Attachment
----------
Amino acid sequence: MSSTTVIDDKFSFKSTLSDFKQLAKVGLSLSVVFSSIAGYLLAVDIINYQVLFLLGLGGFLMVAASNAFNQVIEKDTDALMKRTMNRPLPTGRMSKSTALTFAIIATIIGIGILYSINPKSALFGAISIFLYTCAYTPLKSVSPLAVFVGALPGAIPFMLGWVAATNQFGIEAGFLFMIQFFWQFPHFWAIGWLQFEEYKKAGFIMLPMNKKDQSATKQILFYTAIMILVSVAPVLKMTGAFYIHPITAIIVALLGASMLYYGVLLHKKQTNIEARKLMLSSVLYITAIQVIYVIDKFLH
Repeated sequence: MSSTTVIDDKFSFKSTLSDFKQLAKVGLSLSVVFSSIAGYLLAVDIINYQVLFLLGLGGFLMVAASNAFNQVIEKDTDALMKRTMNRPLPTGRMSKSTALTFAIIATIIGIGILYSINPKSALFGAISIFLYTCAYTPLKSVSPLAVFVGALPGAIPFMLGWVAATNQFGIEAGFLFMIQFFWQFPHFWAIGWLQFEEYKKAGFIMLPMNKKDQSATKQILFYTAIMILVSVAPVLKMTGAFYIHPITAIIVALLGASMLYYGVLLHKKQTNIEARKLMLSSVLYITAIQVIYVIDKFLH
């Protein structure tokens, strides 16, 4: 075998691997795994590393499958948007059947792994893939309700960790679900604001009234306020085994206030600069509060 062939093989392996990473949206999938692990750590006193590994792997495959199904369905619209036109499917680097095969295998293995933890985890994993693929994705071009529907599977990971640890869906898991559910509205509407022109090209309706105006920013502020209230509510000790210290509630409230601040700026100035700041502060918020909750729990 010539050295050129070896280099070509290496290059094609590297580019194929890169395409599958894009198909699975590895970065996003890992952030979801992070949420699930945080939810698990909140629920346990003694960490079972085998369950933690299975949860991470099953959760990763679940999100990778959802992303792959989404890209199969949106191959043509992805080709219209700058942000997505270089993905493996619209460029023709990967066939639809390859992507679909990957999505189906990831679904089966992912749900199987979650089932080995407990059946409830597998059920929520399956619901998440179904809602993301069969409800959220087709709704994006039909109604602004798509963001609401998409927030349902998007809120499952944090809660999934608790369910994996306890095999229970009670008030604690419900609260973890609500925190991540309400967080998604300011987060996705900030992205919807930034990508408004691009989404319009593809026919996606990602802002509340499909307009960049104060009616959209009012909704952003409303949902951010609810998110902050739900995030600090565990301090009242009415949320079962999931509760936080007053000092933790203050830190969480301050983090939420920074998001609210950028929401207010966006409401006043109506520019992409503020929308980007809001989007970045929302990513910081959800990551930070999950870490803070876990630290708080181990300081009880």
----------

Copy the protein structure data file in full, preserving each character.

Amino acid sequence: MSSTTVIDDKFSFKSTLSDFKQLAKVGLSLSVVFSSIAGYLLAVDIINYQVLFLLGLGGFLMVAASNAFNQVIEKDTDALMKRTMNRPLPTGRMSKSTALTFAIIATIIGIGILYSINPKSALFGAISIFLYTCAYTPLKSVSPLAVFVGALPGAIPFMLGWVAATNQFGIEAGFLFMIQFFWQFPHFWAIGWLQFEEYKKAGFIMLPMNKKDQSATKQILFYTAIMILVSVAPVLKMTGAFYIHPITAIIVALLGASMLYYGVLLHKKQTNIEARKLMLSSVLYITAIQVIYVIDKFLH
Repeated sequence: MSSTTVIDDKFSFKSTLSDFKQLAKVGLSLSVVFSSIAGYLLAVDIINYQVLFLLGLGGFLMVAASNAFNQVIEKDTDALMKRTMNRPLPTGRMSKSTALTFAIIATIIGIGILYSINPKSALFGAISIFLYTCAYTPLKSVSPLAVFVGALPGAIPFMLGWVAATNQFGIEAGFLFMIQFFWQFPHFWAIGWLQFEEYKKAGFIMLPMNKKDQSATKQILFYTAIMILVSVAPVLKMTGAFYIHPITAIIVALLGASMLYYGVLLHKKQTNIEARKLMLSSVLYITAIQVIYVIDKFLH
């Protein structure tokens, strides 16, 4: 075998691997795994590393499958948007059947792994893939309700960790679900604001009234306020085994206030600069509060 062939093989392996990473949206999938692990750590006193590994792997495959199904369905619209036109499917680097095969295998293995933890985890994993693929994705071009529907599977990971640890869906898991559910509205509407022109090209309706105006920013502020209230509510000790210290509630409230601040700026100035700041502060918020909750729990 010539050295050129070896280099070509290496290059094609590297580019194929890169395409599958894009198909699975590895970065996003890992952030979801992070949420699930945080939810698990909140629920346990003694960490079972085998369950933690299975949860991470099953959760990763679940999100990778959802992303792959989404890209199969949106191959043509992805080709219209700058942000997505270089993905493996619209460029023709990967066939639809390859992507679909990957999505189906990831679904089966992912749900199987979650089932080995407990059946409830597998059920929520399956619901998440179904809602993301069969409800959220087709709704994006039909109604602004798509963001609401998409927030349902998007809120499952944090809660999934608790369910994996306890095999229970009670008030604690419900609260973890609500925190991540309400967080998604300011987060996705900030992205919807930034990508408004691009989404319009593809026919996606990602802002509340499909307009960049104060009616959209009012909704952003409303949902951010609810998110902050739900995030600090565990301090009242009415949320079962999931509760936080007053000092933790203050830190969480301050983090939420920074998001609210950028929401207010966006409401006043109506520019992409503020929308980007809001989007970045929302990513910081959800990551930070999950870490803070876990630290708080181990300081009880």